“I came out of my time at UE with a deeply instilled drive to educate the public about archaeology,” Holly-Falzoni added. “There was a constant focus through all of our classes on how to write dig proposals, funding proposals, and papers for people outside of our field. While most students agree that this is not necessarily the ‘fun’ or ‘glamorous’ aspect of archaeology, it is by far the most essential.”

For more information on Zombie Cricket Studios, please find them on Facebook.

Snyder Concert & Lecture Series Welcomes Archaeologist David Ilan

The University of Evansville is proud to announce that David Ilan, director of the Nelson Glueck School of Biblical Archaeology at Hebrew Union College in Jerusalem, will be the next speaker in the 2012-13 Patricia H. Snyder Concert & Lecture Series.

Ilan’s lecture, presented in partnership with Temple Adath B’nai Israel, is titled “Recent Archaeological Discoveries in Israel and Why They Matter.” He will speak at 2 p.m. Sunday, November 11 at Temple Adath B’nai Israel, 8440 Newburgh Road in Evansville. The lecture is free and open to the public.

A native of Los Angeles, Ilan has lived in Israel since 1976. He earned a PhD in archaeology from Tel Aviv University and has excavated at a number of important sites in Israel, including Tel Arad and Tel Megiddo (biblical Armageddon). Ilan is currently the director of excavations at Tel Dan in northern Israel.

His work at the Nelson Glueck School of Biblical Archaeology focuses on the land of Israel and the world of the Bible. His publications deal with a wide range of subjects, including northern Israel in the early Iron Age (the biblical period of the Judges), the archaeology of death, and the problem of antiquities plunder and trade.

One of his most recent publications is a chapter in the volume Household Archaeology in Ancient Israel and Beyond (Brill, 2011), co-edited by Jennie Ebeling, chair of the UE Department of Archaeology and Art History.

Made possible through an endowment from the late Patricia H. Snyder, trustee and longtime friend of the University of Evansville, the Patricia H. Snyder Concert & Lecture Series was created in 1997 to bring speakers or performers of national or international renown to Evansville at no cost to the public. The concerts and lectures in this series span a wide variety of topics, and are aimed at both the Evansville and campus communities. Events are free and open to the public.

Additional support for Ilan’s lecture comes from the Bronstein Foundation, Casino Aztar, and the Evansville Courier & Press.

For more information on the Patricia H. Snyder Concert & Lecture Series, please visit

UE's Jennie Ebeling Awarded Research Fellowship in Jordan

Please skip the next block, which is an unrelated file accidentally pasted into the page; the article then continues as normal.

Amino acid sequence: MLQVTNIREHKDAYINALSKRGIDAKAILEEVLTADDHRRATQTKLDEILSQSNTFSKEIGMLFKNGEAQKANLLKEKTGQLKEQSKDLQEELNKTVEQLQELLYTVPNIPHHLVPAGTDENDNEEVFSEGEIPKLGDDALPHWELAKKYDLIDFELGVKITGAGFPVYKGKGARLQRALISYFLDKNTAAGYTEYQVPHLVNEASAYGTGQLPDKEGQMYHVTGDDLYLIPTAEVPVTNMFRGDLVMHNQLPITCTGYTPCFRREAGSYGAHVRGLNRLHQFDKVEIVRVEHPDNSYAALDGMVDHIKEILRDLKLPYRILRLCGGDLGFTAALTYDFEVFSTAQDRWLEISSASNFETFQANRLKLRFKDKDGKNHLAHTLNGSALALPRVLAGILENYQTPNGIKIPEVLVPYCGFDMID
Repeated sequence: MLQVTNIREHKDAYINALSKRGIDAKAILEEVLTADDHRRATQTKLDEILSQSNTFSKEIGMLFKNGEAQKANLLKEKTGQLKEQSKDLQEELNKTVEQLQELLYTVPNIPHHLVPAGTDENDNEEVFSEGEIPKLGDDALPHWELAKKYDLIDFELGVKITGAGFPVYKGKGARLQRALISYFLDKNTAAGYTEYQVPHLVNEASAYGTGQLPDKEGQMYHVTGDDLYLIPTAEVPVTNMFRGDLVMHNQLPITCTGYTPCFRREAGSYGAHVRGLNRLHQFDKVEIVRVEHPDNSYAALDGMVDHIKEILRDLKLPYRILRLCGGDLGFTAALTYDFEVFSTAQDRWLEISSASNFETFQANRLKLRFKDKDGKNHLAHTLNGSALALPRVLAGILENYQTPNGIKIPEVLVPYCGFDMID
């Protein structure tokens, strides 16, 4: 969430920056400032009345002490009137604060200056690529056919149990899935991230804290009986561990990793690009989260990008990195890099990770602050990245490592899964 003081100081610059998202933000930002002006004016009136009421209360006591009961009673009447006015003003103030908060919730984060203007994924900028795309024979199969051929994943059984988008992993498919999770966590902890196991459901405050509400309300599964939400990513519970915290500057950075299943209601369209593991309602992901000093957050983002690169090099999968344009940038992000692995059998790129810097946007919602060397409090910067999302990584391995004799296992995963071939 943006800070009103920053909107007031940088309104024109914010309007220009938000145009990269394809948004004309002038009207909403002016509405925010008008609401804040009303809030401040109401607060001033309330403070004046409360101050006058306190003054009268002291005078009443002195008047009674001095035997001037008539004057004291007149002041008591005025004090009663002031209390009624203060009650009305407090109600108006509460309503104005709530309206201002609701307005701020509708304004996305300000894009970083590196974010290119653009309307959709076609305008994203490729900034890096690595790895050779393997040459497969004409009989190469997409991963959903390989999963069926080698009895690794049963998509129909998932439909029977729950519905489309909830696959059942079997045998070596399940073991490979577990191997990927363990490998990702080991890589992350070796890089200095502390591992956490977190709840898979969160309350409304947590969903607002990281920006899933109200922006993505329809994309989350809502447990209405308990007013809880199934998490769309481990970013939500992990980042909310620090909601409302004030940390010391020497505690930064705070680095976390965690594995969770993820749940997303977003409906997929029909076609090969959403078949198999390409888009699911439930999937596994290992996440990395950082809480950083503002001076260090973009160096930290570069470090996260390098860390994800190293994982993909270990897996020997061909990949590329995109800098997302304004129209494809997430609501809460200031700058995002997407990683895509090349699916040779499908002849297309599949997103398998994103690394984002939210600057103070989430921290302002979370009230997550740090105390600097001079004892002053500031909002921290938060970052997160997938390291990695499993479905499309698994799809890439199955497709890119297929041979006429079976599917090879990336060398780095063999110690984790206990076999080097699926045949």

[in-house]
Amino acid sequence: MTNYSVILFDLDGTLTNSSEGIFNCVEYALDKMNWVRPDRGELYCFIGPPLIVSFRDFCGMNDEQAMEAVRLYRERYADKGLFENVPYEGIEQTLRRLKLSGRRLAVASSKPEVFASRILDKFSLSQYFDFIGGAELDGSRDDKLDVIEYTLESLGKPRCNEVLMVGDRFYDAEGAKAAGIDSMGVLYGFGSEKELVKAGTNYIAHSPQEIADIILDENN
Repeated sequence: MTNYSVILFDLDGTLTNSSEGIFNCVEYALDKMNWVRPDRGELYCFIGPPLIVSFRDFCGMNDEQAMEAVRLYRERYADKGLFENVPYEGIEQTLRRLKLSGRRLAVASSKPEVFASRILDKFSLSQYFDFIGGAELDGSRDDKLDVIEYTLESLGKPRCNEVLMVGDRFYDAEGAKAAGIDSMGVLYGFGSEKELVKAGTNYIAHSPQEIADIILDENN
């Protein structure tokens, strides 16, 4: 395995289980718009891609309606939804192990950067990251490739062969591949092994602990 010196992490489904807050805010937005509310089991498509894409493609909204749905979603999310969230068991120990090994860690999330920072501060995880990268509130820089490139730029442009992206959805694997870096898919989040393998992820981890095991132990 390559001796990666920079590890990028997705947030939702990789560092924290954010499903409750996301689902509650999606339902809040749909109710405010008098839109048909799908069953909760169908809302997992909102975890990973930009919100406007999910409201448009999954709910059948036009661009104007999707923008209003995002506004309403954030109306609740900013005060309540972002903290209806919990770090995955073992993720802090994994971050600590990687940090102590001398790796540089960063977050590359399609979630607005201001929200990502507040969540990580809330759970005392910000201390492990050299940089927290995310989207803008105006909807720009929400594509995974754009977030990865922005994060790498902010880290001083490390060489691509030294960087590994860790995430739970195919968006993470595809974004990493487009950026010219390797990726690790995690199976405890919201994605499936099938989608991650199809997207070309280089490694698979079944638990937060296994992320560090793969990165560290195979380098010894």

Jennie Ebeling, associate professor of archaeology in the University of Evansville’s Department of Archaeology and Art History, has been awarded a four-month post-doctoral research fellowship from the National Endowment for the Humanities.

Ebeling will spend the Fall 2012 semester at the American Center of Oriental Research in Amman, Jordan, researching “Bread Culture in Jordan: A Study of Women’s Changing Roles in Bread Production in the 21st Century.” In addition to conducting ethnographic and ethnoarchaeological research on traditional bread baking techniques, she will produce a video on bread culture in Jordan with a local filmmaker. Ebeling specializes in ancient food technology in the Middle East.

An archaeologist who works in Israel and Jordan, Ebeling earned a PhD in Syro-Palestinian archaeology from the Department of Near Eastern Studies at the University of Arizona in 2001. In addition to the NEH fellowship, she has been awarded several competitive grants, including Fulbright and Lady Davis fellowships, to support her graduate and post-graduate research abroad.

Ebeling has taught in the Department of Archaeology and Art History at the University of Evansville since 2002 and has served as chair since 2009. In Spring 2011, she received the Dean’s Teaching Award from UE’s College of Arts and Sciences. Ebeling also serves as co-director of the Jezreel Expedition and a vice president of the American Schools of Oriental Research. She is an editor of the volumes Household Archaeology in Ancient Israel and Beyond (with A. Yasur-Landau and L. Mazow, Brill, 2011) and New Approaches to Old Stones: Recent Studies of Ground Stone Artifacts (with Y.M. Rowan, Equinox, 2008) and the author of Women’s Lives in Biblical Times (T&T Clark International, 2010).